How much luck involved in frames with a solid pattern?

Discussion in 'General Beekeeping' started by Crofter, May 23, 2013.

  1. Crofter

    Crofter New Member

    Messages:
    967
    Likes Received:
    0
    Trophy Points:
    0
    I had a lot more frames of even age/stage patterns on first year hives where everything but the nuc frames were started as a clean slate. Some of the hives that overwintered with honey to spare, are all mixed up. I can see signs that early spring hand sizd patches of brood were raised and some frames were laid up later only where the honey was emptied. Now with nectar and pollen coming in some areas are not available for the queen.
    It seems to me that the availability of space or laying pattern is in a lot of cases totally beyond the queens control.

    One hive in particular got me to thinking about this. Wherever there was a bunch of cells laid up there was no shotgun pattern and the queen was laying in both boxes but nowhere could you find a large panel of even aged production. The hive is growing rapidly but by many contemporary standards the queen is not laying a good pattern. Hate to see a good girl get a bad reputation because of external circumstances.

    What would it take (or does it matter) to regulate the pattern?
     
  2. riverrat

    riverrat New Member

    Messages:
    2,683
    Likes Received:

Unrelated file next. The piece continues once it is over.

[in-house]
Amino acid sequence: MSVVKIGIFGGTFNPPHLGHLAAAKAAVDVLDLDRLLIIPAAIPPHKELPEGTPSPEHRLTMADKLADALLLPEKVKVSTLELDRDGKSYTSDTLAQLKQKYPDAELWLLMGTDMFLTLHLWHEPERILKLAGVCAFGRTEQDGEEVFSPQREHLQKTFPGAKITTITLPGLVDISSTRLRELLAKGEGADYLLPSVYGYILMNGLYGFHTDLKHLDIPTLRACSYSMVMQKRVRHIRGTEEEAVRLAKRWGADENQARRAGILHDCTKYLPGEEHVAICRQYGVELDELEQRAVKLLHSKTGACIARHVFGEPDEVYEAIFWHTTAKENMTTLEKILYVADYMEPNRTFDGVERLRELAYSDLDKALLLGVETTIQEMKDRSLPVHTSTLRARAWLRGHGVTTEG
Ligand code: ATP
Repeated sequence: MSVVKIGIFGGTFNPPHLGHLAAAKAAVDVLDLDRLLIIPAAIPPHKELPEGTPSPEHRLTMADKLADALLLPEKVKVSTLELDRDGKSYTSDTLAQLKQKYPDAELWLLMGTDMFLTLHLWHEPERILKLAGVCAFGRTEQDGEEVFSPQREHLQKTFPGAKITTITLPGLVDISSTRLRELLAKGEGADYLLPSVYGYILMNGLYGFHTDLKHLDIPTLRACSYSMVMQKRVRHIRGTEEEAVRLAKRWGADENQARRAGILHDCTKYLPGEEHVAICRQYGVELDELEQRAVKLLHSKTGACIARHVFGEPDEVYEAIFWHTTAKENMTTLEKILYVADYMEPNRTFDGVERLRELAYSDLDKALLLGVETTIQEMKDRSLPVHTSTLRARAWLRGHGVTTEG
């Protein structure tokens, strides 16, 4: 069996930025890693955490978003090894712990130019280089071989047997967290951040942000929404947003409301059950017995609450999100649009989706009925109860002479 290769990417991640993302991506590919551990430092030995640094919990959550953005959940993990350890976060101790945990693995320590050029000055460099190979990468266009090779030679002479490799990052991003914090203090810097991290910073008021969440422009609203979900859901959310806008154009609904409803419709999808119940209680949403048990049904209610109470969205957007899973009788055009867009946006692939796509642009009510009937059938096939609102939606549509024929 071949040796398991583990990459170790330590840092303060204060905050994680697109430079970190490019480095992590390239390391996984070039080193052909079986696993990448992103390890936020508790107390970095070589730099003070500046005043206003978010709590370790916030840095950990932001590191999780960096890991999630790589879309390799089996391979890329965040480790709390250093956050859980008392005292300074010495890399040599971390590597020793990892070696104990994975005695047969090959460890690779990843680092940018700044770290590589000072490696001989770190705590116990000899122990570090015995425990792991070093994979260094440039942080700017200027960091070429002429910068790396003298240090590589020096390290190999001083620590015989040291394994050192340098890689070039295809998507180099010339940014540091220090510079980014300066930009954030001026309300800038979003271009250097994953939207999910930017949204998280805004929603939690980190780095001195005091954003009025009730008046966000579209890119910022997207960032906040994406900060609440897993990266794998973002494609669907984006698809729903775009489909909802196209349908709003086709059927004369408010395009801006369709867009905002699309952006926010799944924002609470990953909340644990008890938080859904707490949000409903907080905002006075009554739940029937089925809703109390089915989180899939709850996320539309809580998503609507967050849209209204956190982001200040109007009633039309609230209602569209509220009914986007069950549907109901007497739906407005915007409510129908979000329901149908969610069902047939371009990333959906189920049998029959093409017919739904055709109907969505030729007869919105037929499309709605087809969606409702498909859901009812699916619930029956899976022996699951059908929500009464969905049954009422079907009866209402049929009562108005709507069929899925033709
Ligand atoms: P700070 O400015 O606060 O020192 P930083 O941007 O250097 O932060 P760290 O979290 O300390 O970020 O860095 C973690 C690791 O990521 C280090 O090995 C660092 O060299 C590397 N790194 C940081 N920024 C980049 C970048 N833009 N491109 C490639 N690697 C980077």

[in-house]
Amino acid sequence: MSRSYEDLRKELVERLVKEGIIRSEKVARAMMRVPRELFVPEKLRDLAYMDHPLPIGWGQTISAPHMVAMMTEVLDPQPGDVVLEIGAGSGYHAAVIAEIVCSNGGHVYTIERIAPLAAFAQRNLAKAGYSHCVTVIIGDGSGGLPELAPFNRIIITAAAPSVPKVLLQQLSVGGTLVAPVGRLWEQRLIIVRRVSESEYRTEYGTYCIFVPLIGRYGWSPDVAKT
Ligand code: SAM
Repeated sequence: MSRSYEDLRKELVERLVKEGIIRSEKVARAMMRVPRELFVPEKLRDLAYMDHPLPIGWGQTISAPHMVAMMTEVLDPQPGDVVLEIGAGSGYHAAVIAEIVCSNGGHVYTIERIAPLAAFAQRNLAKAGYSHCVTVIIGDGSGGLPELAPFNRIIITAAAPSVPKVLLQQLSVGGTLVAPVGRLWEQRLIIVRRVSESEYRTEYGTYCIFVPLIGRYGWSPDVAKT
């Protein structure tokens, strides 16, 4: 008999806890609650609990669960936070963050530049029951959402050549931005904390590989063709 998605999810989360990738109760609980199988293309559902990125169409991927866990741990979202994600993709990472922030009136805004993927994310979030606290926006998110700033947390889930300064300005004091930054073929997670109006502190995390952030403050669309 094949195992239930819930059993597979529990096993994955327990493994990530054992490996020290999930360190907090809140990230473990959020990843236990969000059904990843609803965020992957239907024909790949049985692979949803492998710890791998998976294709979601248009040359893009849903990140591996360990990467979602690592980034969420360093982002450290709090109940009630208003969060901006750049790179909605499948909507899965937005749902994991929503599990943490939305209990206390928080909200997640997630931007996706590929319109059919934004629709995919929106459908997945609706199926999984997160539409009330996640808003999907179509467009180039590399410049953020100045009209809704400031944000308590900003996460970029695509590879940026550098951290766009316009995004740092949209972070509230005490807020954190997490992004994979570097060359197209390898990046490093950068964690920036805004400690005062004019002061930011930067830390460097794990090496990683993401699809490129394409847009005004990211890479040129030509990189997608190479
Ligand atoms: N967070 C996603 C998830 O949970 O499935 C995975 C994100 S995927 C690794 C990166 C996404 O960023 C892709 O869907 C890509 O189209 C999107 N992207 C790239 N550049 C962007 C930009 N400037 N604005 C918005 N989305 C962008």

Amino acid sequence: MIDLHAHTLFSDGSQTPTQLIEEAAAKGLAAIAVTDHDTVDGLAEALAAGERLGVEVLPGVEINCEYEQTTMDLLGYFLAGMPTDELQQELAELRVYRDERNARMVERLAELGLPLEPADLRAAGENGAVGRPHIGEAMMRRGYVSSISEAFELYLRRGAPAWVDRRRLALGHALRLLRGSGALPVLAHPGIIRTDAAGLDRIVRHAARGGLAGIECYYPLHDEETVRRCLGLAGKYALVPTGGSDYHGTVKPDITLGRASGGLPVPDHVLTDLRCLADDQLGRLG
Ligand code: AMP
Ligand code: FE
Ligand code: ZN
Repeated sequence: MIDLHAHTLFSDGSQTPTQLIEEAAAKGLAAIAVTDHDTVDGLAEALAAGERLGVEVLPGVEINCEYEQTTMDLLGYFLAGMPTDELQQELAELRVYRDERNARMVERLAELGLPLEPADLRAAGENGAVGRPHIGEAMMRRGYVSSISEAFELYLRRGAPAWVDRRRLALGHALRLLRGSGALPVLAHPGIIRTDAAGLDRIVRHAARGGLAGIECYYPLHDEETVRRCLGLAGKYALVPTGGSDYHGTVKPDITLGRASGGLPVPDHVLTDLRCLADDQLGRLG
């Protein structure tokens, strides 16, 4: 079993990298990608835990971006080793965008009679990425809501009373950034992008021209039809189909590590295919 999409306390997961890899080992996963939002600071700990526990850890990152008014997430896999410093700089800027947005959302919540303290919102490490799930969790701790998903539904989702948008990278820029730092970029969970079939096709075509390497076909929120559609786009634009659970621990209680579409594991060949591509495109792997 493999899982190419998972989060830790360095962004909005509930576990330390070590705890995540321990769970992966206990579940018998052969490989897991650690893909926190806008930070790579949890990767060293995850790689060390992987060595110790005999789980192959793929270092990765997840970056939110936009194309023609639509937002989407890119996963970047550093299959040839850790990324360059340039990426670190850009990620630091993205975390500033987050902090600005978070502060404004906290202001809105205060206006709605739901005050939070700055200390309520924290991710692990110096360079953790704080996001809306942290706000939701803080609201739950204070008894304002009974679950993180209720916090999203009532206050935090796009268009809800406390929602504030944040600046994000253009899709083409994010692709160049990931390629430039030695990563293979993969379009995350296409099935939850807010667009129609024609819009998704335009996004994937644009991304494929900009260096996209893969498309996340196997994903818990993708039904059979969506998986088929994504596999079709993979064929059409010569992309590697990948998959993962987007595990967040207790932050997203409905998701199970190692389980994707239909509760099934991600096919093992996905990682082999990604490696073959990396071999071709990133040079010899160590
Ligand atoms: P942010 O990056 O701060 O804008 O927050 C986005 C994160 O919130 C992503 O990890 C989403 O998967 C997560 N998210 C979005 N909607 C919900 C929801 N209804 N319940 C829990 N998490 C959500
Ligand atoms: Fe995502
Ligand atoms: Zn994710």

1
    Trophy Points:
    0
    sounds like you need to add supers for the bees to put stores. then add a couple frames of empty comb into the brood nest. If they are back filling the broodnest this early they are out of room:thumbsup:
     

  3. Crofter

    Crofter New Member

    Messages:
    967
    Likes Received:
    0
    Trophy Points:
    0
    I am going to split these hives as soon as I get queens. Today is the first there have been drones hatched but not flying yet perhaps it is a bit cold today. I can put either supers with drawn comb or deeps that I will use when I split but agree they will need more space as there is lots of capped brood ready to come on line shortly. It has been down near freezing the last few nights and again tonight so have to be careful.

    I was amused by the way the one queen was hitting all the different patches of cells throughout the hive; she must have a bicycle to get from job to job!:lol: I threw in a frame of foundationless a few days ago and they have it nearly drawn out solid drone cells so that should keep her on one frame for a bit. Putting in some blank frames seems the only way to break the cycle. I think if I had taken off more honey last fall they would have had more empty space to get going in a regular pattern but this is the first I have overwintered this far north.
     
  4. tecumseh

    tecumseh New Member

    Messages:
    6,487
    Likes Received:
    0
    Trophy Points:
    0
    I think I understand what you are talking about here Crofter and I often see it in hive that I use for grafting. Ideally you would like to have the same aged larvae on one side of one frame so you don't need to do much search and find when it come to proper aged larvae to graft, but naturally nothing ever works out to be quite as cleanly as you would like. at some point the queen simply lays into what ever cells she decides is ready. if you do not have a population of house bees cleaning up stuff ahead of time or if you have larvae that emerge on any kind of interrupted time line then this is the kind of pattern you might expect (it is definitely not the same as a shot gun pattern which always indicates a failing queen). <I also tend to think that although we model in our minds that it requires so many days for a worker to emerge actually this one thing has it own distribution and biology and temperature do factor in here to make this a range of days and not A day so.